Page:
In the aftermath of the Civil War, General John Logan, commander in chief of the Army of the Republic, proclaimed a day for memorializing the slain. "Let us, then, at the time appointed gather around their sacred remains and garland the passionless mounds above them with the choicest flowers of spring-time; let us raise above them the dear old flag they saved from dishonor," he wrote. "It is the purpose of the Commander-in-Chief to inaugurate this observance with the hope it will be kept up from year to year, while a survivor of the war remains to honor the memory of his departed comrades. He earnestly desires the public press to call attention to this Order, and lend its friendly aid in bringing it to the notice of comrades in all parts of the country in time for simultaneous compliance therewith."
So how does the "public press" celebrate Memorial Day this year? By plastering stories across the front pages featuring alleged atrocities by our troops in Haditha, Iraq. "The Shame of Kilo Company," banners Time magazine, which originally reported the story. "Bloody Scenes Haunt a Marine," blares the Los Angeles Times, and The New York Times proclaims, "Iraqis' Accounts Link Marines to the Mass Killing of Civilians." On the day before Memorial Day, anti-war Rep. John Murtha, D-Pa., appeared on ABC's "This Week," demanding to know "Who covered it up, why did they cover it up, why did they wait so long? … We don't know how far it goes. It goes right up the chain of command … I will not excuse murder, and this is what happened."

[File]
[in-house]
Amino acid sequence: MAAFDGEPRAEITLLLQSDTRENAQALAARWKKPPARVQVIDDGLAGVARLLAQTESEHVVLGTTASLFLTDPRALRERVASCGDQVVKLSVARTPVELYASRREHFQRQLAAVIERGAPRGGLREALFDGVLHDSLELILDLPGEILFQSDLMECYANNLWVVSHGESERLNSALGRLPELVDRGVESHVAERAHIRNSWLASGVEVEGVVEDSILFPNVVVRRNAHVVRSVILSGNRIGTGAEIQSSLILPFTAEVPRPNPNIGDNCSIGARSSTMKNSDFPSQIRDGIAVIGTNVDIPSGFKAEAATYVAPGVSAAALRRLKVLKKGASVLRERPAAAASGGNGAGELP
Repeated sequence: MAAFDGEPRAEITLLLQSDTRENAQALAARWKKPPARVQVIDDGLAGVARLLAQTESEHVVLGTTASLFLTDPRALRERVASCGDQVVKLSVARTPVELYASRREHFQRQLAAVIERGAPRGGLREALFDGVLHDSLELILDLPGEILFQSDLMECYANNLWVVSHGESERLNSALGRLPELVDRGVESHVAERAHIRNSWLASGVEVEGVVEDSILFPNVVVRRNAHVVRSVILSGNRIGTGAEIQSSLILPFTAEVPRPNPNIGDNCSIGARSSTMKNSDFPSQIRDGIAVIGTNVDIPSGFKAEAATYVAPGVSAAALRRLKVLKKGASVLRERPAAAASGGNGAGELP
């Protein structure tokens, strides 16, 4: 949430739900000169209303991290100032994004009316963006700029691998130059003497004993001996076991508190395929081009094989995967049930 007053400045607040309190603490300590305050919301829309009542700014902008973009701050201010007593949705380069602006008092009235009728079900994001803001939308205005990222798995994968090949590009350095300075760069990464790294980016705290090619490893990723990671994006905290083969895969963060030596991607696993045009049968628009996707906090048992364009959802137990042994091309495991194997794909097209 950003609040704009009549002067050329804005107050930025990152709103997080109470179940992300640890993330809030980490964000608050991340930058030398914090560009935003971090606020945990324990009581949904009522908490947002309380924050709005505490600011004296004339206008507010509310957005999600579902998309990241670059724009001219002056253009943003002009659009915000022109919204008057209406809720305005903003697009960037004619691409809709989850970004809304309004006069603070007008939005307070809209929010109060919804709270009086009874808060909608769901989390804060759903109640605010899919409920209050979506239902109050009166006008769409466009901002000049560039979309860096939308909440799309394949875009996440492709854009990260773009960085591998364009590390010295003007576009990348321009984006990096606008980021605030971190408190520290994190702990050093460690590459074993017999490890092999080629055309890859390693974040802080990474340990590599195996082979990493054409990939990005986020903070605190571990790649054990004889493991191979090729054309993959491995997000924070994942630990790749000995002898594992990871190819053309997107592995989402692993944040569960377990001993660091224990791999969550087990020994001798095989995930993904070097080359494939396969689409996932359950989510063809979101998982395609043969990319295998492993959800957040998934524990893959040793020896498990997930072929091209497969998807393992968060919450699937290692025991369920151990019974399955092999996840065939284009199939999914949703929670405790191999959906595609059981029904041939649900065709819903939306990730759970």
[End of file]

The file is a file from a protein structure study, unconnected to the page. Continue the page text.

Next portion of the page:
Against the war, but for the troops? It's hard to maintain that hairsbreadth distinction when you're publicizing alleged misconduct by American troops before the facts are in, while American soldiers remain on the ground in Iraq. The military is already engaged in an ongoing investigation into the killings and will likely bring up Marines on charges that may carry the death penalty.
War is ugly. Horrible things happen. Those Americans responsible for reprehensible acts will be punished by the military itself. Why is this news?
Why the need for the press to trumpet this news as though civilians had never been slain in the history of modern combat? Why the constant reminders of Abu Ghraib? Why the continuous focus on what Americans have done wrong, rather than what we're doing right?